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Writing the phenomenological doctoral dissertation step-by-step

Writing the phenomenological doctoral dissertation step-by-step any piece

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Phenomenology and hermeneutics are not the same, although Heidegger attempts to bridge both. Gadamer in Philosophical Hermeneutics does the same, following Heidegger. The problem, as I see it, is that phenomenology focuses on the problem of consciousness and ‘phenomena’ present to consciousness. Hermeneutics, in contrast, deals with meanings (not in the sense in which logical positivism defines meaning, i.e. as the root of reference but in the sense in which a thinking, choosing agent can possibly understand and also of course misunderstand ‘a message’). Meanings as postulated by hermeneutics we may say constitute ‘messages’ rather than objects as they are for positivists. However, there are multiple variants of phenomenology and hermeneutics, so one has to be careful. You can begin by reading a general intro to German Idealism, then Gadamer’s PH, and probably Heidegger’s Hegel’s Concept of Experience – but be warned that the latter has little to do with what Hegel thinks, it does disclose Heidegger’s thinking though (also ‘older’ books, c. 1900-1930s on this theme and especially on Idealism I think are better).

Read Herbert Spiegelberg, The Phenomenological Movement. It starts with Husserl and ends with existential phenomenologies. Hermeneutics is described along the way. In many years of teaching phenomenological method, I find Spiegelberg the clearest step-by-step expositor of the phenomenological movement.

Phenomenology and hermeneutics are not the same, although Heidegger attempts to bridge both. Gadamer in Philosophical Hermeneutics does the same, following Heidegger.

Writing the phenomenological doctoral dissertation step-by-step brief quotation from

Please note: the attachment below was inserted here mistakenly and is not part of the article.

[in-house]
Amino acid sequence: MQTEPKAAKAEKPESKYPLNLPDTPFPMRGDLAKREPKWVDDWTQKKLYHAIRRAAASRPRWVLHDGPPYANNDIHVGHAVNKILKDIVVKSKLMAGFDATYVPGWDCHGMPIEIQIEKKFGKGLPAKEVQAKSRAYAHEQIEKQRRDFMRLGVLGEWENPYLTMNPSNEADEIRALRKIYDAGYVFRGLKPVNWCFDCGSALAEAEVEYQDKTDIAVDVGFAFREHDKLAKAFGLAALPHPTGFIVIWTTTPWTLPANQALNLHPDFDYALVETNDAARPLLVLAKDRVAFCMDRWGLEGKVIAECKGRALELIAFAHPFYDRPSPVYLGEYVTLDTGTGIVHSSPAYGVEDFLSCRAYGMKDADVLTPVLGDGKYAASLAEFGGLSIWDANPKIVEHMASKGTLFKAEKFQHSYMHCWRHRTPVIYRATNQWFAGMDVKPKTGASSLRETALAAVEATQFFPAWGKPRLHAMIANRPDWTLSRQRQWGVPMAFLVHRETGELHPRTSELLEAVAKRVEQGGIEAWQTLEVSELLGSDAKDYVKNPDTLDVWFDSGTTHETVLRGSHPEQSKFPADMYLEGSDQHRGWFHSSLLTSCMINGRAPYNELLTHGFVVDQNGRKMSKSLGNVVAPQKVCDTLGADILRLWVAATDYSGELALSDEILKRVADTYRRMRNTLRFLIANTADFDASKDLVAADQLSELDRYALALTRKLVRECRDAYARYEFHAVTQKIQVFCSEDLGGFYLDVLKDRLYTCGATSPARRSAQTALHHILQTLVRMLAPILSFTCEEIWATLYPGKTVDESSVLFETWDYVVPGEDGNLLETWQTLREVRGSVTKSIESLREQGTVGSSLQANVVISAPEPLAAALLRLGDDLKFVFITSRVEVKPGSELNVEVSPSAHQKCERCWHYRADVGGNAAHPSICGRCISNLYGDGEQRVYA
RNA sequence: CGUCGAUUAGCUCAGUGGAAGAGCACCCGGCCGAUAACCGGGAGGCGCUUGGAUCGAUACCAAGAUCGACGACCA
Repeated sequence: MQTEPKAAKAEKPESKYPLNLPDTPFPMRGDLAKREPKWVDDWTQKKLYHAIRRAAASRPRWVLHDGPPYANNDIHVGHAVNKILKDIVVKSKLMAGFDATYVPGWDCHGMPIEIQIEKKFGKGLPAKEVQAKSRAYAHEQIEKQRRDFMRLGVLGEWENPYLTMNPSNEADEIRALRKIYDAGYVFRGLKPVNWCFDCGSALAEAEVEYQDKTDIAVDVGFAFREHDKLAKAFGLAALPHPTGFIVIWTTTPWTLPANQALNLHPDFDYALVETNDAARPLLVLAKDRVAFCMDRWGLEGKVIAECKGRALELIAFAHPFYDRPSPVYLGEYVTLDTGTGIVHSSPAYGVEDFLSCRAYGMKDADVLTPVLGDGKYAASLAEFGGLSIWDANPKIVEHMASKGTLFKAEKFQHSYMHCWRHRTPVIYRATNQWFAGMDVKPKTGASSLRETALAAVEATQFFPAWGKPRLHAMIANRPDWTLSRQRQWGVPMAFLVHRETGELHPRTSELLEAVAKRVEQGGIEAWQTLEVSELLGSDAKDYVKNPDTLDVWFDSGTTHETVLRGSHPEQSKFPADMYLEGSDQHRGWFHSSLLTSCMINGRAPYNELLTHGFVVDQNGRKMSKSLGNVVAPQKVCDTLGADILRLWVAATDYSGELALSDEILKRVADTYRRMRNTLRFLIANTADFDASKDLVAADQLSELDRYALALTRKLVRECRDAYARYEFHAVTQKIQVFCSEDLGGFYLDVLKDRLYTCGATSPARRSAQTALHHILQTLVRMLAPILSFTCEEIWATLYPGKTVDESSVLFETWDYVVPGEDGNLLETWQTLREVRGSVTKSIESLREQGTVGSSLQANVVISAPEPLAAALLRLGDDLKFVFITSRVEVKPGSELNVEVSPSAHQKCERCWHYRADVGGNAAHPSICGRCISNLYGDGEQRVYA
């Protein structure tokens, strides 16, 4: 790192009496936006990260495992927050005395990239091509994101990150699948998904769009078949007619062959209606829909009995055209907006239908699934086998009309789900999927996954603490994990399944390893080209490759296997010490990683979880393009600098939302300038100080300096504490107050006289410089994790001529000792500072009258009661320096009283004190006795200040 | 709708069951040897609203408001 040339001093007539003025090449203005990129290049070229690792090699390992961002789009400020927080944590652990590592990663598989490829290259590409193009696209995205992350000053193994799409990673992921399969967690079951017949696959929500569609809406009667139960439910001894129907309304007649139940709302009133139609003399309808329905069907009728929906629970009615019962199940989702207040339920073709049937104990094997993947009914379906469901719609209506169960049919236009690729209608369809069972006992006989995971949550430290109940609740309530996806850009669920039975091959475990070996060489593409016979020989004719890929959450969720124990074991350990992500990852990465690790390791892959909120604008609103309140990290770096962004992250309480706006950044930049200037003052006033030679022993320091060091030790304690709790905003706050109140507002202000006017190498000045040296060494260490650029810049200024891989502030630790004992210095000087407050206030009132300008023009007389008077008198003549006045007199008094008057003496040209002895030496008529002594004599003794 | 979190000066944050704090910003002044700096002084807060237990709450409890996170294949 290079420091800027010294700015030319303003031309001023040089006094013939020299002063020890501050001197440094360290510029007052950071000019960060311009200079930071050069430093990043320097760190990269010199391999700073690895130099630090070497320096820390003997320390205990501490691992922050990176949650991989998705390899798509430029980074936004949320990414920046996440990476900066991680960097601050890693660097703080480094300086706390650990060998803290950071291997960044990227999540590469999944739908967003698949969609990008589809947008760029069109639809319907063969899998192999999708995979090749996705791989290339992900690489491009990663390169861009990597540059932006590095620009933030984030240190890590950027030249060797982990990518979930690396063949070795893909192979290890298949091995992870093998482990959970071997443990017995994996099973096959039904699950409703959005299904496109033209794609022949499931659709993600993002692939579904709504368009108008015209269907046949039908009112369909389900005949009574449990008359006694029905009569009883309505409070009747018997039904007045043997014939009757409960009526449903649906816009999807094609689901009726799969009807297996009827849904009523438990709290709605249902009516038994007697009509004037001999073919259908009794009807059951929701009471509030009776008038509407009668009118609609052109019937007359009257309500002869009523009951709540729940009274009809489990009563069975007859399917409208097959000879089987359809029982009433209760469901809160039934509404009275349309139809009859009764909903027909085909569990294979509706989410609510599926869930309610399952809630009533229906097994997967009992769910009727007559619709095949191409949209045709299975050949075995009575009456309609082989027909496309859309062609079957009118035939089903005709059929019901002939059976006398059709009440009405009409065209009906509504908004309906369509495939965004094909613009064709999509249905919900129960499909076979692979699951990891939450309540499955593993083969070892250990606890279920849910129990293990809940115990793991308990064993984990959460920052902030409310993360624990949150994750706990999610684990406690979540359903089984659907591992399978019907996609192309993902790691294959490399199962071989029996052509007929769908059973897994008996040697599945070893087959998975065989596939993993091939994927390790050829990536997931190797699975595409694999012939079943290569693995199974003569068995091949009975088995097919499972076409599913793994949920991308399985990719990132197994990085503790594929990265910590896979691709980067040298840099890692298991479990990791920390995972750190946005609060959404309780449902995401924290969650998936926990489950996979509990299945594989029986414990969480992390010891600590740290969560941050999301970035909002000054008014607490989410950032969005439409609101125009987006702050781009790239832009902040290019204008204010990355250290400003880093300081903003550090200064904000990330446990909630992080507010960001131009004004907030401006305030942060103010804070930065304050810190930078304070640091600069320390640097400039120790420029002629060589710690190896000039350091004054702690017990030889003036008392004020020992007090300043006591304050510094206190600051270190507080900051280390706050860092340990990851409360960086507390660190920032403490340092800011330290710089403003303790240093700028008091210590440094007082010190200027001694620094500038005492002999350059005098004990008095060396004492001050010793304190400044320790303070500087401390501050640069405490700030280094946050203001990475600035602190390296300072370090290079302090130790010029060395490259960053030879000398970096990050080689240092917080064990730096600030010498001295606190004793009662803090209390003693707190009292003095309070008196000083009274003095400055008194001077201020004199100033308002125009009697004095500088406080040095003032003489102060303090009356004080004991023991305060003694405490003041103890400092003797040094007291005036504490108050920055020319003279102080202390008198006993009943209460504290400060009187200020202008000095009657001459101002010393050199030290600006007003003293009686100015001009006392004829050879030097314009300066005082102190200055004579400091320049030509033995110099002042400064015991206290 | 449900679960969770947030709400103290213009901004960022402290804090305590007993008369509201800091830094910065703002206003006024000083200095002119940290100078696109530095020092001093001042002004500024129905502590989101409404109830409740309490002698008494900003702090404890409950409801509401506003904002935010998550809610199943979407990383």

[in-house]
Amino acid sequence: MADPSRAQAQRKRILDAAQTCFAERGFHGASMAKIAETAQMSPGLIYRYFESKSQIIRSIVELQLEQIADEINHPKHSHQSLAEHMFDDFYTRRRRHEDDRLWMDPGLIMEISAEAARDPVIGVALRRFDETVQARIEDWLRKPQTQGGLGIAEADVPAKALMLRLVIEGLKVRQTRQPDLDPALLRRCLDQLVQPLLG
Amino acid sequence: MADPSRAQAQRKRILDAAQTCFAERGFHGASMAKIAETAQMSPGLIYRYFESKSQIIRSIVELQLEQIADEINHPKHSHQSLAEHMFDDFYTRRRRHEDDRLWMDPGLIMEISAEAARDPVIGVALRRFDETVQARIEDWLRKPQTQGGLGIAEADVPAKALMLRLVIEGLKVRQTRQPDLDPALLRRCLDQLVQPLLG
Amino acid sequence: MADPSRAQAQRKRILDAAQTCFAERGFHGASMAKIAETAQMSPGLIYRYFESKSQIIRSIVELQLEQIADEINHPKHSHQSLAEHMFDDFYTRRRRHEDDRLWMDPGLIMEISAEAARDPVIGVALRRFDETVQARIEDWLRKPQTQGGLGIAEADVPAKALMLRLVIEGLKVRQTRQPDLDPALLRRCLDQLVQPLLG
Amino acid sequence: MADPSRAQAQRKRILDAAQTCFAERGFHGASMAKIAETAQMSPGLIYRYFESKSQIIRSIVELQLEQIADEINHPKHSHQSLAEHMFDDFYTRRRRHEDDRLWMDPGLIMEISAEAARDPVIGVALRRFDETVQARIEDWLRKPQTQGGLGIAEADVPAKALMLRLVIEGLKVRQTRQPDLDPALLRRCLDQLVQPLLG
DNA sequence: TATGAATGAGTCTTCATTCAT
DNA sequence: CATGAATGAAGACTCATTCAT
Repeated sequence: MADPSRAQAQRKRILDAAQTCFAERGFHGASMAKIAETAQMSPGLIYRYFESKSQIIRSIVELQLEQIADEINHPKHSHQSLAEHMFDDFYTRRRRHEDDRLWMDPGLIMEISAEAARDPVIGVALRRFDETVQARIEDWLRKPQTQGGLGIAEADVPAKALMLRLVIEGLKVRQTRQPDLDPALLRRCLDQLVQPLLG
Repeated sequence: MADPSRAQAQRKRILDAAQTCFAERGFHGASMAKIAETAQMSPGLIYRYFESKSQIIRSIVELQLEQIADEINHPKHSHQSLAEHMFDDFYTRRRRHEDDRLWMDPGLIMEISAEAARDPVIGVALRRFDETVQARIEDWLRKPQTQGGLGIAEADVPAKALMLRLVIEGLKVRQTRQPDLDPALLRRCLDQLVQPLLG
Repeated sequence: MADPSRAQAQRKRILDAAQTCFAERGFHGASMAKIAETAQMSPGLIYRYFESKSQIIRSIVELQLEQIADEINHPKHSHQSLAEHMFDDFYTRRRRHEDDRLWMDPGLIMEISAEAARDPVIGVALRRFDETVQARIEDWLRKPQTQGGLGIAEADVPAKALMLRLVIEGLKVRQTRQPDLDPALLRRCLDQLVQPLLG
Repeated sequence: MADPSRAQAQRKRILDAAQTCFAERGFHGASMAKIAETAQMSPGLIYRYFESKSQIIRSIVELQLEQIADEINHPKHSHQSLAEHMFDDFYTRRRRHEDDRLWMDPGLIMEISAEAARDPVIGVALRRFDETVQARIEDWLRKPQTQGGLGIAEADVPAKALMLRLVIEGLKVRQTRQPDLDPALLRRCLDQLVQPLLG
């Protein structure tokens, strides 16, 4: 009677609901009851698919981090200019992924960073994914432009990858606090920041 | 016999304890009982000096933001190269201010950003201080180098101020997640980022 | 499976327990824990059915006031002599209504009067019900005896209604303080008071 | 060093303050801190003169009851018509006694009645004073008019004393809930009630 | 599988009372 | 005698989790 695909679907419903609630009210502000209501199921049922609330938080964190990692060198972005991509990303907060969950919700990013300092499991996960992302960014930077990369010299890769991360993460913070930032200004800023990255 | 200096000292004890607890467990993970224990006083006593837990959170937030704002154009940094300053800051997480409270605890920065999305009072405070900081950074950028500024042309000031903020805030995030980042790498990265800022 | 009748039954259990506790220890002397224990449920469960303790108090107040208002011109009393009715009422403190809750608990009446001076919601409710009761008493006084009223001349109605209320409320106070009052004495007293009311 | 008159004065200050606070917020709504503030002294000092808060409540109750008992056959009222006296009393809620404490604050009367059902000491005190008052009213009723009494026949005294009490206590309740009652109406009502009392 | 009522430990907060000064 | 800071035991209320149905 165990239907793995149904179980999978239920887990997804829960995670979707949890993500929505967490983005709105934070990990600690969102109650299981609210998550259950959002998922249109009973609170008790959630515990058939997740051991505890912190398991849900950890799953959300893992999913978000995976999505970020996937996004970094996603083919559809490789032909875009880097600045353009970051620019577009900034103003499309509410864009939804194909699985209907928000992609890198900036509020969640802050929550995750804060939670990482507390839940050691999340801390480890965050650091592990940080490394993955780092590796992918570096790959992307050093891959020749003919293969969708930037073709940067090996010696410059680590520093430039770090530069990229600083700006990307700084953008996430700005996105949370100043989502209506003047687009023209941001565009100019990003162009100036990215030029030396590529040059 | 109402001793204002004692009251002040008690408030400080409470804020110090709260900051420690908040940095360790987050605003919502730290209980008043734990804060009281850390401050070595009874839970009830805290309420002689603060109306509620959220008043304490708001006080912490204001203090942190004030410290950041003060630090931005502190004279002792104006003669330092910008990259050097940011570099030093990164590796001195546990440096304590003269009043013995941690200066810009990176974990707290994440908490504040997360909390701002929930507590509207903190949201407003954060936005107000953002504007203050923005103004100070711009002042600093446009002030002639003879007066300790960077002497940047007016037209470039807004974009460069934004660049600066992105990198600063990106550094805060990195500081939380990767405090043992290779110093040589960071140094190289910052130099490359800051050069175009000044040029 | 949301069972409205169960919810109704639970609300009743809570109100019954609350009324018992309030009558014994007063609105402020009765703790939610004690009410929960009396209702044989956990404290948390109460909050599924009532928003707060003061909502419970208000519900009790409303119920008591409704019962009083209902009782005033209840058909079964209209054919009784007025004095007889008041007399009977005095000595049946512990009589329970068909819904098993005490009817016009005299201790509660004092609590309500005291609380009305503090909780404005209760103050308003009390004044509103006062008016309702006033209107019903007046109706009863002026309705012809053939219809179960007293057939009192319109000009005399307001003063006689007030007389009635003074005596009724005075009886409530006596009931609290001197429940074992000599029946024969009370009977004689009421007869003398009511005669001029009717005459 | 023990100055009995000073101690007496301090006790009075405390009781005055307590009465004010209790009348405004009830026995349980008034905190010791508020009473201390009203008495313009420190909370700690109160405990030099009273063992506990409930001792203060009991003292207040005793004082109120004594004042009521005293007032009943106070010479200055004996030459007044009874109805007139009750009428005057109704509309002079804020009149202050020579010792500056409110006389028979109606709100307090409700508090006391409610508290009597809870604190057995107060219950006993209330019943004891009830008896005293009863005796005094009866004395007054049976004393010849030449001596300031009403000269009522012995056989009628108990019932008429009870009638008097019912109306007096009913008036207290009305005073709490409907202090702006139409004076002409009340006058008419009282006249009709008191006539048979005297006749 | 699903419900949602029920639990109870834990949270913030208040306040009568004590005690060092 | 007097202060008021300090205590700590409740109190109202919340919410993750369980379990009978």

The problem, as I see it, is that phenomenology focuses on the problem of consciousness and ‘phenomena’ present to consciousness. Hermeneutics, in contrast, deals with meanings (not in the sense in which logical positivism defines meaning, i.e. as the root of reference but in the sense in which a thinking, choosing agent can possibly understand and also of course misunderstand ‘a message’). Meanings as postulated by hermeneutics we may say constitute ‘messages’ rather than objects as they are for positivists. However, there are multiple variants of phenomenology and hermeneutics, so one has to be careful. You can begin by reading a general intro to German Idealism, then Gadamer’s PH, and probably Heidegger’s Hegel’s Concept of Experience – but be warned that the latter has little to do with what Hegel thinks, it does disclose Heidegger’s thinking though (also ‘older’ books, c. 1900-1930s on this theme and especially on Idealism I think are better).

Phenomenology Research by Mustakas is a good place to begin

Hi,
Methodical structure of phenomenological research included by: 1- Turning to the nature of lived experience. in this step,formulating the questions. 2-Investigating experience before the conceptualize it by interviewing with participates or observing them and writing the result. 3- categorizing the results step by step and Reflation on the essential themes 4- describing the phenomenon 5-interpreting the results

Writing the phenomenological doctoral dissertation step-by-step when the research subject reads

I would like to correct my above post. The text recommended for hermeneutics in phenomenology is Moustakas (1994) Phenomenological Research Methods. Information includes philosophical assumptions and application. The text also provide comparision between hermeneutic and transcendental phenomenology.

Liz Smythe · Auckland University of Technology

I have a chapter published that does exactly what you ask:
Smythe, E. (2011). From beginning to end: How to do hermeneutic interpretive phenomenology, In G. Thomson, F. Dykes S. Downe (Eds). Qualitative research in midwifery and childbirth. London: Routledge.

Thank you very much for your feedback. I will work with your proposals.

Liz Smythe · Auckland University of Technology

Here are the links to some of my students hermeneutic PhDs. Seeing how someone else has done it is often a useful guide.
Liz Smythe